Philippine President Rodrigo Duterte escalated his unusually confrontational rhetoric with China over the fate of a disputed South China Sea island on Thursday, warning Beijing that Philippine troops are prepared to conduct “suicide missions” if China does not back down.

“I will not plead or beg, but I am just telling you to lay off the Pagasa because I have soldiers their,” Duterte said in a speech on Thursday, using the common Filipino name for Thitu Island in the Spratly chain.

“If you touch it, that’s another story. Then I will tell my soldiers, ‘Prepare for suicide missions,’” Duterte warned the Chinese.

Duterte pulled his punch by clarifying that his musings about suicide missions were “not a warning but a word of advice to a friend,” as the South China Morning Post put it.

The Philippines lodged formal protests with China this week over a huge number of Chinese fishing boats swarming around the island, which as Duterte indicated hosts a small force of soldiers from the Philippines manning a small airfield. The waters around the island are frequented by Filipino fishermen, who complain the flotilla of largely inactive Chinese trawlers are blocking their access to favored fishing grounds.

The presence of Chinese coast guard and naval vessels in the flotilla, along with paramilitary “maritime militia” crews aboard the trawlers, led the Philippines to complain China is inexorably taking control of Thitu Island.

Duterte’s remarks could be taken as a blustery confession of impotence since he has repeatedly backed down from confronting China over disputed territory and stated that military resistance would be futile. Musing about suicide missions could be a way of throwing up his hands and trying to get attention from the international community. Also, Duterte has been criticized at home for taking a soft line with Beijing, so his talk of suicide missions could be a sarcastic jab at those who want him to confront China.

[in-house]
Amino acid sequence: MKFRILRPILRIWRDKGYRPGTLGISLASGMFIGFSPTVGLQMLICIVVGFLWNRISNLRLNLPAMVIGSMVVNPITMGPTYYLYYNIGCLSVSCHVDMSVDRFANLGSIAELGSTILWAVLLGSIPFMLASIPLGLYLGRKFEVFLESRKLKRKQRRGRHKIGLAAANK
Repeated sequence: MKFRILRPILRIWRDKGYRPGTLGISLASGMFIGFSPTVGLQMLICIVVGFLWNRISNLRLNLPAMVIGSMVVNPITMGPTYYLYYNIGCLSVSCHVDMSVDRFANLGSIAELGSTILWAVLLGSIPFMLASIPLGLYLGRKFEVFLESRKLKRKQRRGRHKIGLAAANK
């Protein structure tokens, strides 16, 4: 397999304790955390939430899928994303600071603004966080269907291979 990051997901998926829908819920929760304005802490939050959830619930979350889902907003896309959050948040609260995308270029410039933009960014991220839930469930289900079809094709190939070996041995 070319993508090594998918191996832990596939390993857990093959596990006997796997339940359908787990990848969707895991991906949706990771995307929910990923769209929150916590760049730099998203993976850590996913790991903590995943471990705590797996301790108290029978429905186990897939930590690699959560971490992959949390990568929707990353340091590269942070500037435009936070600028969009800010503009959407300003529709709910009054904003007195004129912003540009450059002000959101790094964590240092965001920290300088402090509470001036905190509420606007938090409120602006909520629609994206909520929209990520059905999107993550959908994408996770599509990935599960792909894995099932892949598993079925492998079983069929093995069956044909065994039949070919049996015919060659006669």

Duterte might also be trying to catch the ear of the United States, whose military relationship with the Philippines has grown contentious over the past decade as China’s power increased.

The Philippine government felt abandoned by the Obama administration during some key confrontations with China. The Trump administration has stressed it will stand with the Philippines during any South China Sea confrontation, most recently restating that commitment in March, but some Filipinos caution against counting too heavily upon American assistance, while others have the opposite concern and worry that Washington’s pledges of support will provoke Beijing.

One Philippine official in the latter camp is Defense Secretary Delfin Lorenzana, who said in March that American freedom of navigation patrols in the South China Sea could draw the Philippines into a “shooting war” with China. His stance makes for an interesting contrast with Duterte’s talk of suicide missions if China goes too far with Thitu Island.

The Philippine Foreign Ministry characterized the Chinese flotilla around the island as “illegal,” dismissed Beijing’s claims that the Chinese government has no involvement with the supposedly spontaneous surge of activity in the area, and called on China to refrain from activities that “create tension, mistrust, and uncertainty and threaten regional peace and stability.”

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